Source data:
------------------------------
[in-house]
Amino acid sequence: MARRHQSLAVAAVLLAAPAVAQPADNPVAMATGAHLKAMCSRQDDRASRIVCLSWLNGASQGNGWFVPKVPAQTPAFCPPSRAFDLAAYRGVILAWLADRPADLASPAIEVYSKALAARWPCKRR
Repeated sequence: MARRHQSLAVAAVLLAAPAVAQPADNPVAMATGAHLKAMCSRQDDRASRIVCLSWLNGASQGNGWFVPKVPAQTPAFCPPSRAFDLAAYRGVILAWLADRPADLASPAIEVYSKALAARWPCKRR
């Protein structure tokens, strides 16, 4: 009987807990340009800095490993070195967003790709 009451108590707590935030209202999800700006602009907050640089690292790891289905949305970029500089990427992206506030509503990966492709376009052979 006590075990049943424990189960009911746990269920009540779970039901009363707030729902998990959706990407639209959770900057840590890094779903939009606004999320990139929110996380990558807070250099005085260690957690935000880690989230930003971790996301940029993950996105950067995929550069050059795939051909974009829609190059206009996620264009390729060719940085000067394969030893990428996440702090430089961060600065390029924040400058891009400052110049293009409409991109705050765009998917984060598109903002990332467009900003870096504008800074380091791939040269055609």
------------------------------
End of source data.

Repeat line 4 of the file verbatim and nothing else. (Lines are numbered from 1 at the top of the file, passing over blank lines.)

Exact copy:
């Protein structure tokens, strides 16, 4: 009987807990340009800095490993070195967003790709 009451108590707590935030209202999800700006602009907050640089690292790891289905949305970029500089990427992206506030509503990966492709376009052979 006590075990049943424990189960009911746990269920009540779970039901009363707030729902998990959706990407639209959770900057840590890094779903939009606004999320990139929110996380990558807070250099005085260690957690935000880690989230930003971790996301940029993950996105950067995929550069050059795939051909974009829609190059206009996620264009390729060719940085000067394969030893990428996440702090430089961060600065390029924040400058891009400052110049293009409409991109705050765009998917984060598109903002990332467009900003870096504008800074380091791939040269055609």